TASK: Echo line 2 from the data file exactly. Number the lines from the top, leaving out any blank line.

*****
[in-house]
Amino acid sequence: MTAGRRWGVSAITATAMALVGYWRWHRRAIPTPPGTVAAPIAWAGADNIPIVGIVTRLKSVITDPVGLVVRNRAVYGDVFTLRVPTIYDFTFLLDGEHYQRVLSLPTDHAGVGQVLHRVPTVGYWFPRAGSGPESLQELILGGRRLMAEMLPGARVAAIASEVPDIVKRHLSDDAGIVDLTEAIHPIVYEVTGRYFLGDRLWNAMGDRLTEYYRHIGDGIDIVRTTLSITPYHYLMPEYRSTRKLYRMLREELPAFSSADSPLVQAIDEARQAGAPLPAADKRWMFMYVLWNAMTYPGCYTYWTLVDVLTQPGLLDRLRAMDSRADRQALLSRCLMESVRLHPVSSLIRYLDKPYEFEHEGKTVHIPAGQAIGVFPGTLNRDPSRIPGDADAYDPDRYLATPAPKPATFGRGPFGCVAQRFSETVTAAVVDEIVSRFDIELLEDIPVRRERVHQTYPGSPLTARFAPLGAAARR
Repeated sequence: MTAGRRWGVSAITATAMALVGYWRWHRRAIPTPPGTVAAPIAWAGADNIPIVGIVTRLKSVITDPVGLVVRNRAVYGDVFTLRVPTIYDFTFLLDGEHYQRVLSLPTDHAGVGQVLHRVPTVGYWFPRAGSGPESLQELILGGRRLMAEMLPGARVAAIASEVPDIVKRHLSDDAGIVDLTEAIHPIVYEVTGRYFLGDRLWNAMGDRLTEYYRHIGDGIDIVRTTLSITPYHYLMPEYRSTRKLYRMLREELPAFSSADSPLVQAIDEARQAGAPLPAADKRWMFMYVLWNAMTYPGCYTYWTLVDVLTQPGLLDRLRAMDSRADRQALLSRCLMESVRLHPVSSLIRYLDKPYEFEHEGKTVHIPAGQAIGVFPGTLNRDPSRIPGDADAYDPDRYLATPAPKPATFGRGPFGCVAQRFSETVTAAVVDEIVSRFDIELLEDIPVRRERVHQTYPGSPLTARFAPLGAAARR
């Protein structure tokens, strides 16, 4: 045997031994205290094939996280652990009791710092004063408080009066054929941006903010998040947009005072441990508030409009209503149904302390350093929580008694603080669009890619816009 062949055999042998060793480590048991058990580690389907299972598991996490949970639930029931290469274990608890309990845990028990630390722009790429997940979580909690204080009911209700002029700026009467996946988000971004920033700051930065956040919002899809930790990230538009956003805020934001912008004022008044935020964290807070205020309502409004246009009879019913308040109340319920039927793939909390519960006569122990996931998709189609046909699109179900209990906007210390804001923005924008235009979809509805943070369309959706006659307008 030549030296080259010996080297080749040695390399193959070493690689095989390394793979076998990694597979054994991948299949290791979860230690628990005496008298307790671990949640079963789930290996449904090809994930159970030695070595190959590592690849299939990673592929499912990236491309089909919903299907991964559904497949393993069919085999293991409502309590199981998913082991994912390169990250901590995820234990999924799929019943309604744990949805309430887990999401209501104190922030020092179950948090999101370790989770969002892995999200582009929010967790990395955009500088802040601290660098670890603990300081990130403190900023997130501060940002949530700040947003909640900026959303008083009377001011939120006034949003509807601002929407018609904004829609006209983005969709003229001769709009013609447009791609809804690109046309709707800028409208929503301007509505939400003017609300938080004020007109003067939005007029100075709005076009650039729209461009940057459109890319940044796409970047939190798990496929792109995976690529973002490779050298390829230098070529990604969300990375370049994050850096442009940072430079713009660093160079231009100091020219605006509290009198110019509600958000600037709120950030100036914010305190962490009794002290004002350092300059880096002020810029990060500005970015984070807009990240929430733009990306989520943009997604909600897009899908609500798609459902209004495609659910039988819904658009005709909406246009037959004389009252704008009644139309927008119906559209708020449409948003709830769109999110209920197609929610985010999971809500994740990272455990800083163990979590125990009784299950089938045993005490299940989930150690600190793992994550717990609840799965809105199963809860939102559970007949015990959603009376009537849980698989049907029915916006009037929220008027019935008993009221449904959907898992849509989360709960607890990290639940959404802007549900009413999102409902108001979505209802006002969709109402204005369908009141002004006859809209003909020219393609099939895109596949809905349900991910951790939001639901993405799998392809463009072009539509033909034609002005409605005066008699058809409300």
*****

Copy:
Amino acid sequence: MTAGRRWGVSAITATAMALVGYWRWHRRAIPTPPGTVAAPIAWAGADNIPIVGIVTRLKSVITDPVGLVVRNRAVYGDVFTLRVPTIYDFTFLLDGEHYQRVLSLPTDHAGVGQVLHRVPTVGYWFPRAGSGPESLQELILGGRRLMAEMLPGARVAAIASEVPDIVKRHLSDDAGIVDLTEAIHPIVYEVTGRYFLGDRLWNAMGDRLTEYYRHIGDGIDIVRTTLSITPYHYLMPEYRSTRKLYRMLREELPAFSSADSPLVQAIDEARQAGAPLPAADKRWMFMYVLWNAMTYPGCYTYWTLVDVLTQPGLLDRLRAMDSRADRQALLSRCLMESVRLHPVSSLIRYLDKPYEFEHEGKTVHIPAGQAIGVFPGTLNRDPSRIPGDADAYDPDRYLATPAPKPATFGRGPFGCVAQRFSETVTAAVVDEIVSRFDIELLEDIPVRRERVHQTYPGSPLTARFAPLGAAARR